Retailers and consumer goods companies are not meeting shoppers' needs in two key areas: product selection and customer service. But these two factors, it appears, are the most influential in determining where people shop and what they buy according to a survey by Accenture.
In a survey of 575 US consumers, almost three-quarters (72%) reported that customer service had a significant influence on whether or not they buy something.
More than half (54%), however, said that helpful customer service was lacking in stores, and even more (58%) said there were not enough salespeople available to help them. Only 35% of those surveyed said they were able to get help "most or all" of the time when they needed it.
Nearly three-quarters (72%) of those surveyed said good product selection played a key role in their decision of where to shop. Yet, more than one-third (38%) said limited selection was a common problem they encountered while shopping.
"It's significant that the two chief factors influencing purchase decisions are the same ones that shoppers complain about most," said Keith Barringer, global managing director, Accenture's Consumer Goods & Service practice. "Manufacturers and retailers that bridge this gap to offer better product selection and customer service can reap the rewards - improved sales and margins, for example - of turning shoppers into loyal customers. Bridging the gap, however, takes a dedication to innovation and the ability to be truly customer-centric."
Nearly all of the consumers surveyed (98%) said they need product information before or while purchasing a product. But, as another sign of the gap that exists between what shoppers want and what they get, less than half (48%) said they were able to obtain this information most of the time.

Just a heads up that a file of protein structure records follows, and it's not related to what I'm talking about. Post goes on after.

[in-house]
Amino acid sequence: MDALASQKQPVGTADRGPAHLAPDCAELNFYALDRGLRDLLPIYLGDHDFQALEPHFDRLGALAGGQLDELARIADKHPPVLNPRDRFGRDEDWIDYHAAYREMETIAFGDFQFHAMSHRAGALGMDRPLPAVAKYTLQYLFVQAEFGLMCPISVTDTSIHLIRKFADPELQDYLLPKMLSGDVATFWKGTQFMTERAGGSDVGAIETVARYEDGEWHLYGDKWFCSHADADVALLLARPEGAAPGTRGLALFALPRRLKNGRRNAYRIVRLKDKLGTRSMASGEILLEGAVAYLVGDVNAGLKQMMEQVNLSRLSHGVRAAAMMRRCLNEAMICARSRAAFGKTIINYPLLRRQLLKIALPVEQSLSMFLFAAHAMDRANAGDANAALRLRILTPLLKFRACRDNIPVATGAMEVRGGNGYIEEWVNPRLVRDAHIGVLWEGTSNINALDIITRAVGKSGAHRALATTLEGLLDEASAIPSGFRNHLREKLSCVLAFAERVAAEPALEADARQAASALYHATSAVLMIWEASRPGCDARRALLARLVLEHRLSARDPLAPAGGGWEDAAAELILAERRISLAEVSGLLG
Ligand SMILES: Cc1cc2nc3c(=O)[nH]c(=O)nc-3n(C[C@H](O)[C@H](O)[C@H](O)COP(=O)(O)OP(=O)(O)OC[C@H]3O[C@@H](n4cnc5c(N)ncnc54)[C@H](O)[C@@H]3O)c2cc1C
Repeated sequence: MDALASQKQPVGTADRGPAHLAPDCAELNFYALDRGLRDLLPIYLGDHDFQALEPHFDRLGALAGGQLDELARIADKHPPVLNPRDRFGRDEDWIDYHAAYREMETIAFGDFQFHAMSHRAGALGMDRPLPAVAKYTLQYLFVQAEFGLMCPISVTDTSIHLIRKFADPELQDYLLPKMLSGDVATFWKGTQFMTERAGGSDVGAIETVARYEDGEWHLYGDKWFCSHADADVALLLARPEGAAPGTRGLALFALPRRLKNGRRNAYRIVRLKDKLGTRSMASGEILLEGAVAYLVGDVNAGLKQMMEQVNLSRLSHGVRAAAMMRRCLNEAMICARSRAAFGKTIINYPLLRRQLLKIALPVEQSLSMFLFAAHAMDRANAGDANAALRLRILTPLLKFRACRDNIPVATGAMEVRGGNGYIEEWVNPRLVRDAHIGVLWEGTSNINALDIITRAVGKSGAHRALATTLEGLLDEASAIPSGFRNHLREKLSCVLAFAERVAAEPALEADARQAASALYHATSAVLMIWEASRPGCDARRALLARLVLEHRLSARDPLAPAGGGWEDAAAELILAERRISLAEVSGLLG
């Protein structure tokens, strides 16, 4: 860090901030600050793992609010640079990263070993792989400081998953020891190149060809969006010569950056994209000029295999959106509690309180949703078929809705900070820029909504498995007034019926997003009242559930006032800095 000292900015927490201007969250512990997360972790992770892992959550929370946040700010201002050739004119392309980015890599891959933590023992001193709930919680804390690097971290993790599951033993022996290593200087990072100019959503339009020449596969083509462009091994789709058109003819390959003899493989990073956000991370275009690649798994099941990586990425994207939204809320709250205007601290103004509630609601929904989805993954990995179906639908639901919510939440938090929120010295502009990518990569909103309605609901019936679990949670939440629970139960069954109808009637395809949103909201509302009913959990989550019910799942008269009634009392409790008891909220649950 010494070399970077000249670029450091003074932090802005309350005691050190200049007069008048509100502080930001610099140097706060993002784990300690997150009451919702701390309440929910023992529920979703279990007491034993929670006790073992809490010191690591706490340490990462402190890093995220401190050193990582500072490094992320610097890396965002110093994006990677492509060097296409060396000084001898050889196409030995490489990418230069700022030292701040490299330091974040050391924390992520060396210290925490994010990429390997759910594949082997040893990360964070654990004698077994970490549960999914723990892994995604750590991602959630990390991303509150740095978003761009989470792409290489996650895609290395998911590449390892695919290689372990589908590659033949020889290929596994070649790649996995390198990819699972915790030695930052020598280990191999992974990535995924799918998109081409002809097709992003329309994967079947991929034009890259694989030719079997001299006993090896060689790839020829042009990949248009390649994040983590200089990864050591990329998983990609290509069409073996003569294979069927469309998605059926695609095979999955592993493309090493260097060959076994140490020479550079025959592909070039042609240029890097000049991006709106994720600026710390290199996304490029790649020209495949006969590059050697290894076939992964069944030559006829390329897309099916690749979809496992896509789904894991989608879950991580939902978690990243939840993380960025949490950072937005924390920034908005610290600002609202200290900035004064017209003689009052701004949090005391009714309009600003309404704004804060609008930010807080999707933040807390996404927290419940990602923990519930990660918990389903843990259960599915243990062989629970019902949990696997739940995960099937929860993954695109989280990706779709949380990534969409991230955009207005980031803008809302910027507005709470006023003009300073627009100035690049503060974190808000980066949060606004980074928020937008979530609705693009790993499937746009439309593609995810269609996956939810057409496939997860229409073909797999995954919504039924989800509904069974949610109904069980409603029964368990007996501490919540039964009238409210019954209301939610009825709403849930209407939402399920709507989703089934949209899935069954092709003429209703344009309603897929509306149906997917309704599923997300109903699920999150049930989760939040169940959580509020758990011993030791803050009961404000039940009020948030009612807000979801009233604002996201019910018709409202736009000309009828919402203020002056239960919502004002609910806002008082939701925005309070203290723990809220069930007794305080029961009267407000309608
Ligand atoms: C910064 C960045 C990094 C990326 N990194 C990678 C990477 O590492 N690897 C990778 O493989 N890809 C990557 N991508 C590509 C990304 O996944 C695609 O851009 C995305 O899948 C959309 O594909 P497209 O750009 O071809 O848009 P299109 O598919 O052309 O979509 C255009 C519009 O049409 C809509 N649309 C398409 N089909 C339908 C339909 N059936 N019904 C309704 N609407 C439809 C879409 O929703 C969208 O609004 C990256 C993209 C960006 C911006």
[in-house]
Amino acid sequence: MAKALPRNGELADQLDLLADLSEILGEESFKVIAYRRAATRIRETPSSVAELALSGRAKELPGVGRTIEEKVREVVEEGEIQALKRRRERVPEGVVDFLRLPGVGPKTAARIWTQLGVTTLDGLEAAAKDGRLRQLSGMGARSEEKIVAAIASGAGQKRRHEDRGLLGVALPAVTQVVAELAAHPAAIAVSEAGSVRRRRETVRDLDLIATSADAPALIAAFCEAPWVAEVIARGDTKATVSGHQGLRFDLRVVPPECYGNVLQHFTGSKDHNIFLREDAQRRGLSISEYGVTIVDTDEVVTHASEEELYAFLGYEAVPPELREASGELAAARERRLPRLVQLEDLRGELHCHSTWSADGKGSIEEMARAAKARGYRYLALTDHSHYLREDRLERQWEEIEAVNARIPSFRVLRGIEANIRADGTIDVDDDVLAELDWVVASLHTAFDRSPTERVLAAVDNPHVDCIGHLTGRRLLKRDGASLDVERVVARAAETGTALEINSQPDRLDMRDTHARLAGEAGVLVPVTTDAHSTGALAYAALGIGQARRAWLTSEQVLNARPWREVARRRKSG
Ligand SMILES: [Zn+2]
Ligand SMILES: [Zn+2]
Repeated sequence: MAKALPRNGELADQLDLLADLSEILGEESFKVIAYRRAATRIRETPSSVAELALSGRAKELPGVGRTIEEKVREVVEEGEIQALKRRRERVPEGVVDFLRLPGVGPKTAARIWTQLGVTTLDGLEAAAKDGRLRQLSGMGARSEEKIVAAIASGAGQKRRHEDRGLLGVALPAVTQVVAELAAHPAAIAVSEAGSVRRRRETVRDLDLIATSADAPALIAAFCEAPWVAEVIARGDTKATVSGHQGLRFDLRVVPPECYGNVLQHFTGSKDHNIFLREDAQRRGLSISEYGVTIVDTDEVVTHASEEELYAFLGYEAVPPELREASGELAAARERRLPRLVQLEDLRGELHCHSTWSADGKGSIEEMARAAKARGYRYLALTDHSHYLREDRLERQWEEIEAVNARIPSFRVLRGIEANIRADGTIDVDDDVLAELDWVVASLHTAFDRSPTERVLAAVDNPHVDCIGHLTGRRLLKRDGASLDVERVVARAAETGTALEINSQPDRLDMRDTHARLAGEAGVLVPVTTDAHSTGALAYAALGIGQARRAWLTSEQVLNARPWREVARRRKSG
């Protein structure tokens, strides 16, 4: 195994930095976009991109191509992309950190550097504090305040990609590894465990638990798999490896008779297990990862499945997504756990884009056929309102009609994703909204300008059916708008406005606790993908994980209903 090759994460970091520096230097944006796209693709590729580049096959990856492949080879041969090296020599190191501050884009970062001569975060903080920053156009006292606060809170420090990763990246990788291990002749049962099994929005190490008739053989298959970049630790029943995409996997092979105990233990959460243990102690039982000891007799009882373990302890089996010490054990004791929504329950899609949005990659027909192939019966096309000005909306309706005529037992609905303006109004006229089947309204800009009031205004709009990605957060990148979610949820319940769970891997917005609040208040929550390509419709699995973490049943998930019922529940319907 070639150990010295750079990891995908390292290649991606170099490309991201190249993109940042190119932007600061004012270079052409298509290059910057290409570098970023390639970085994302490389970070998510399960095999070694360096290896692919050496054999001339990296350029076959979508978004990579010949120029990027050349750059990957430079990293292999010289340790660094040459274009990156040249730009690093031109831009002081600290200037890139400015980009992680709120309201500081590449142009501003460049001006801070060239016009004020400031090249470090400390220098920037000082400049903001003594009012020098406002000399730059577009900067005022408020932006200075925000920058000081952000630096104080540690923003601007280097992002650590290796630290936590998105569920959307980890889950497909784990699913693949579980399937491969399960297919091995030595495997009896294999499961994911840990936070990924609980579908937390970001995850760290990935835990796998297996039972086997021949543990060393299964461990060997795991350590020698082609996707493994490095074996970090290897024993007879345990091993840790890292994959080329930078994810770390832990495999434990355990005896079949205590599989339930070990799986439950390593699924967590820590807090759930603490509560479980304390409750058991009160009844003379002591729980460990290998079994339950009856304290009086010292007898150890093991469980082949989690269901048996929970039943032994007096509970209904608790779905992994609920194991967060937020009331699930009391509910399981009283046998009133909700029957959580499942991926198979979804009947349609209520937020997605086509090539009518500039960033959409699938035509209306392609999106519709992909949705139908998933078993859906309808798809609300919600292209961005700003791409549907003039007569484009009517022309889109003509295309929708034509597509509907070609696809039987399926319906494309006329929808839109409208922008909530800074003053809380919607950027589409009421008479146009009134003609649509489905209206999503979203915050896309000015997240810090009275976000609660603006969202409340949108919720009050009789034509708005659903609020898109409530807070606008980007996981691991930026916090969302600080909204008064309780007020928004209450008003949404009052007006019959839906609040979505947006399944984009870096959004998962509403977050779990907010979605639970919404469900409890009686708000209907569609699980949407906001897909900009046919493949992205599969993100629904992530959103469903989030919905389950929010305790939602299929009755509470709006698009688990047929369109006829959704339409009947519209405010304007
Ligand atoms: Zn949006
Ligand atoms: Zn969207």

According to Jeff Smith, global managing director for Accenture's retail practice, "Companies looking to perform better would be well-served to spend time and effort determining what product and service improvements they can make that will connect with their target customers' needs. The first step in this process is to determine who that target customer is and what she or he wants."
High Street preference
Fortunately, it seems there is no shortage of High Street shoppers. Four out of five of those surveyed (80%) said they predominantly shop in stores instead of online and more than half (58%) report they shop in a store between two and six times per week.
For those who do shop online, the experience varied. While 54% of those surveyed said both online customer service and the service found in stores was bad, 61% said it was easy to find product information online and 63% said it was easy to compare products online.
Still a chore?
Only 14% of respondents felt that shopping is easier today than it was two years ago. More than one-third of those surveyed (38%) found browsing in stores a pleasant experience but almost as many (32%) are in a hurry and need to get in and out of the store quickly most or all of the time. Only 17% consider shopping to be a leisure outing.
Nearly two out of three survey respondents (63%) said stores do nothing to reward customer loyalty and that the stores they frequent treat them no differently from other customers. Online, however, it was a very different story: More than half of respondents (55%) said online retailers reward their loyalty with benefits such as special promotions.
Nearly all of those surveyed (87%) said price was the most important factor in deciding where to shop. For those shopping online, price was also the top factor, cited by 77% of those surveyed.
More than half (57%) shop online for convenience, while 45% use the web for products that are only available online.